This document is obsolete. Please
refer to RFC 7538.
Internet Engineering Task Force (IETF) J. Reschke Request for Comments: 7238 greenbytes Category: Experimental June 2014 ISSN: 2070-1721
The Hypertext Transfer Protocol Status Code 308 (Permanent Redirect)
This document specifies the additional Hypertext Transfer Protocol (HTTP) status code 308 (Permanent Redirect).
Status of This Memo
This document is not an Internet Standards Track specification; it is published for examination, experimental implementation, and evaluation.
This document defines an Experimental Protocol for the Internet community. This document is a product of the Internet Engineering Task Force (IETF). It represents the consensus of the IETF community. It has received public review and has been approved for publication by the Internet Engineering Steering Group (IESG). Not all documents approved by the IESG are a candidate for any level of Internet Standard; see Section 2 of RFC 5741.
Copyright (c) 2014 IETF Trust and the persons identified as the document authors. All rights reserved.
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HTTP defines a set of status codes for the purpose of redirecting a request to a different URI ([RFC3986]). The history of these status codes is summarized in Section 6.4 of [RFC7231], which also classifies the existing status codes into four categories.
The first of these categories contains the status codes 301 (Moved Permanently), 302 (Found), and 307 (Temporary Redirect), which can be classified as below:
+-------------------------------------------+-----------+-----------+ | | Permanent | Temporary | +-------------------------------------------+-----------+-----------+ | Allows changing the request method from | 301 | 302 | | POST to GET | | | | Does not allow changing the request | - | 307 | | method from POST to GET | | | +-------------------------------------------+-----------+-----------+
Section 6.4.7 of [RFC7231] states that HTTP does not define a permanent variant of status code 307; this specification adds the status code 308, defining this missing variant (Section 3).
The 308 (Permanent Redirect) status code indicates that the target resource has been assigned a new permanent URI and any future references to this resource ought to use one of the enclosed URIs.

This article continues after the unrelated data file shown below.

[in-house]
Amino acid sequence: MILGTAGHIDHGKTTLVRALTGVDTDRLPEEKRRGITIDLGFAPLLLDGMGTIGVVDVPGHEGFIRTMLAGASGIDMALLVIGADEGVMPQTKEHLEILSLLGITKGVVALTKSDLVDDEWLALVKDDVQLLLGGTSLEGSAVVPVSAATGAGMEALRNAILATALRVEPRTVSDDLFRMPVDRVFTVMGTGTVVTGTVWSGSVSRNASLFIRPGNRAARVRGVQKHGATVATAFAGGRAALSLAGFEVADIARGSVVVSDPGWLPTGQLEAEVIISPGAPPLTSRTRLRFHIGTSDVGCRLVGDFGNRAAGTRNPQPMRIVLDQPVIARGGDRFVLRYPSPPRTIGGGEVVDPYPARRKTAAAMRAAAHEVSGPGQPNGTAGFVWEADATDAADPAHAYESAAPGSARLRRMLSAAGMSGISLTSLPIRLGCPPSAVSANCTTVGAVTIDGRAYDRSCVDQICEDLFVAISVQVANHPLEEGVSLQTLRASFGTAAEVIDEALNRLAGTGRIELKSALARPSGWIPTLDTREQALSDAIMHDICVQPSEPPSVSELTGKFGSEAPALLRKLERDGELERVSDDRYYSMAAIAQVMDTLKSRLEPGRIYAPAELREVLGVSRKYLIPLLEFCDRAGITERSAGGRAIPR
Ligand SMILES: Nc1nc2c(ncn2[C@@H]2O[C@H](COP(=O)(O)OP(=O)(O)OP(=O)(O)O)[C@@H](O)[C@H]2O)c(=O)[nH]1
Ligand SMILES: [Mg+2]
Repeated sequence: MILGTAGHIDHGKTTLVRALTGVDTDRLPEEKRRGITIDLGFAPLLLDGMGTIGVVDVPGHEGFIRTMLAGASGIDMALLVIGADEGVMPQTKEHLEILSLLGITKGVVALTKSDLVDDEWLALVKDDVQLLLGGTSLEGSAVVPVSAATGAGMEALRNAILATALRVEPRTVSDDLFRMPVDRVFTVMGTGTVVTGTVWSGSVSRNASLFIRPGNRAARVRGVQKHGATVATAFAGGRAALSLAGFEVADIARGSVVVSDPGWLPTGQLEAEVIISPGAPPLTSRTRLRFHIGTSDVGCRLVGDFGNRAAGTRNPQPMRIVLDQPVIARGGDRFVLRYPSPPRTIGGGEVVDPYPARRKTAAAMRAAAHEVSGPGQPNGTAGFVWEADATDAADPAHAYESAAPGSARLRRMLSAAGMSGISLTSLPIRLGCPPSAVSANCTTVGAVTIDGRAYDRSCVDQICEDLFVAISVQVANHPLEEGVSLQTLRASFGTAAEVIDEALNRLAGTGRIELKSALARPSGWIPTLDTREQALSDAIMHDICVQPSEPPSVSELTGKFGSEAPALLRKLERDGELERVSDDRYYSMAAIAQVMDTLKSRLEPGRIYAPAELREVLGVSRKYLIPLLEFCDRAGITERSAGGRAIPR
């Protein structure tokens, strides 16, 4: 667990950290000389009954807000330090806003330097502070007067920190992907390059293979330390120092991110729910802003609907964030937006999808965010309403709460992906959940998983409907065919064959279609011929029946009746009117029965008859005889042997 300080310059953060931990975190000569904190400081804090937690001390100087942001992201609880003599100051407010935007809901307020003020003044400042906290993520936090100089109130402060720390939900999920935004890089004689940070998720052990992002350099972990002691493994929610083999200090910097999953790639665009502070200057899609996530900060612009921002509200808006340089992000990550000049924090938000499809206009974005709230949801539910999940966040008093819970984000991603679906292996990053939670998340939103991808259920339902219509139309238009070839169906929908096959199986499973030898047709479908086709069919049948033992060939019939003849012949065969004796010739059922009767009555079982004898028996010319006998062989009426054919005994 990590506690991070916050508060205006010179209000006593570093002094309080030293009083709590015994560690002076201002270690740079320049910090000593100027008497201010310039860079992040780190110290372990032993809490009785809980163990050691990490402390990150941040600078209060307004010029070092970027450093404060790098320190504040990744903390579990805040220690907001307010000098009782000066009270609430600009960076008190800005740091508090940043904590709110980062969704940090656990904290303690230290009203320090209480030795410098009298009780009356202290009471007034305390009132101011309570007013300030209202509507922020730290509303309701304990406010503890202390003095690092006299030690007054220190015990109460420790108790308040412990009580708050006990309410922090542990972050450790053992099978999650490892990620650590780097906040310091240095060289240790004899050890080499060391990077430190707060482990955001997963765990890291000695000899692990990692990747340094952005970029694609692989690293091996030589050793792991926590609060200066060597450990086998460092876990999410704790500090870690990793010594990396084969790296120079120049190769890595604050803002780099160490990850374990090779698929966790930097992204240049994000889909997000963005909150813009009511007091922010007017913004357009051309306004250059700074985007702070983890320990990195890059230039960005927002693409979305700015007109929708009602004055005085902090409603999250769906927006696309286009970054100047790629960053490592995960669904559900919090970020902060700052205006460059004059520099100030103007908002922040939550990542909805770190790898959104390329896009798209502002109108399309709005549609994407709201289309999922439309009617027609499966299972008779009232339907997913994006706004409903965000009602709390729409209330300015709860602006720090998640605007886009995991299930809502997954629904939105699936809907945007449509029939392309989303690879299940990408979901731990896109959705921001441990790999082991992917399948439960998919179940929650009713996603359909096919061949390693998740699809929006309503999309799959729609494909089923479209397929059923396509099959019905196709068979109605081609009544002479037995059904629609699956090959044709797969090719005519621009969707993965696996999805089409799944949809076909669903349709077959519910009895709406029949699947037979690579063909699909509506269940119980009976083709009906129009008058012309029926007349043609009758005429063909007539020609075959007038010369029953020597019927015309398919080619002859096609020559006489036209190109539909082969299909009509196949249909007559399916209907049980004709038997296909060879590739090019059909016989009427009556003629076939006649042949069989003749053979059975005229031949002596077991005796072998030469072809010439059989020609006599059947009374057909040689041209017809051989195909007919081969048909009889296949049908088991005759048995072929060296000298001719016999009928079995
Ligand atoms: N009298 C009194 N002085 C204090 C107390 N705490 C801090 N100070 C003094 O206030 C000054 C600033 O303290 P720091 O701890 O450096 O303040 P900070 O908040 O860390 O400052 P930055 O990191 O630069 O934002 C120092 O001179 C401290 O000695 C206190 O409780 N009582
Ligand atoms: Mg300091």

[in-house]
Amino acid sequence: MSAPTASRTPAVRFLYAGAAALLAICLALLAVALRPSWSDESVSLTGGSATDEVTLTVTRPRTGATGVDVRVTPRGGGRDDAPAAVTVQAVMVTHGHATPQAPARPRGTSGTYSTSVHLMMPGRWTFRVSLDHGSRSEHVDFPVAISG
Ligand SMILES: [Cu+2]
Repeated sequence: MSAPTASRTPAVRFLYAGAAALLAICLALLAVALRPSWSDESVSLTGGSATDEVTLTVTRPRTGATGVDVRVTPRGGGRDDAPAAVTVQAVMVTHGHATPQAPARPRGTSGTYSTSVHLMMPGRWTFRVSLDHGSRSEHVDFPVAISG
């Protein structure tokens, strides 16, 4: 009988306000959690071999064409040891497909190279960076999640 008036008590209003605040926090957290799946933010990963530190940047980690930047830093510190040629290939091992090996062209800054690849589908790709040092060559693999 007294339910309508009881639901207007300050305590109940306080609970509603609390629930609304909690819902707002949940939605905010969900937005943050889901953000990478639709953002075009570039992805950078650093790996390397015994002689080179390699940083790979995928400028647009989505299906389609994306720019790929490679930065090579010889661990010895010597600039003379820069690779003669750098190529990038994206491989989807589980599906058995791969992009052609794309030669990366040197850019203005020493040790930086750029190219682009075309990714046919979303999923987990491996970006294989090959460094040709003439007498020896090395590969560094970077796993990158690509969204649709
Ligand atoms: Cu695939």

Reschke Experimental [Page 2]
RFC 7238 HTTP Status Code 308 June 2014
Clients with link editing capabilities ought to automatically re-link references to the effective request URI (Section 5.5 of [RFC7230]) to one or more of the new references sent by the server, where possible.
The server SHOULD generate a Location header field ([RFC7231], Section 7.1.2) in the response containing a preferred URI reference for the new permanent URI. The user agent MAY use the Location field value for automatic redirection. The server's response payload usually contains a short hypertext note with a hyperlink to the new URI(s).
A 308 response is cacheable by default; i.e., unless otherwise indicated by the method definition or explicit cache controls (see [RFC7234], Section 4.2.2).
Note: This status code is similar to 301 (Moved Permanently) ([RFC7231], Section 6.4.2), except that it does not allow changing the request method from POST to GET.
Section 6 of [RFC7231] requires recipients to treat unknown 3xx status codes the same way as status code 300 Multiple Choices ([RFC7231], Section 6.4.1). Thus, servers will not be able to rely on automatic redirection happening similar to status codes 301, 302, or 307.
Therefore, initial use of status code 308 will be restricted to cases where the server has sufficient confidence in the client's understanding the new code or when a fallback to the semantics of status code 300 is not problematic. Server implementers are advised not to vary the status code based on characteristics of the request, such as the User-Agent header field ("User-Agent Sniffing") -- doing so usually results in code that is both hard to maintain and hard to debug and would also require special attention to caching (i.e., setting a "Vary" response header field, as defined in Section 7.1.4 of [RFC7231]).
Note that many existing HTML-based user agents will emulate a refresh when encountering an HTML <meta> refresh directive ([HTML]). This can be used as another fallback. For example: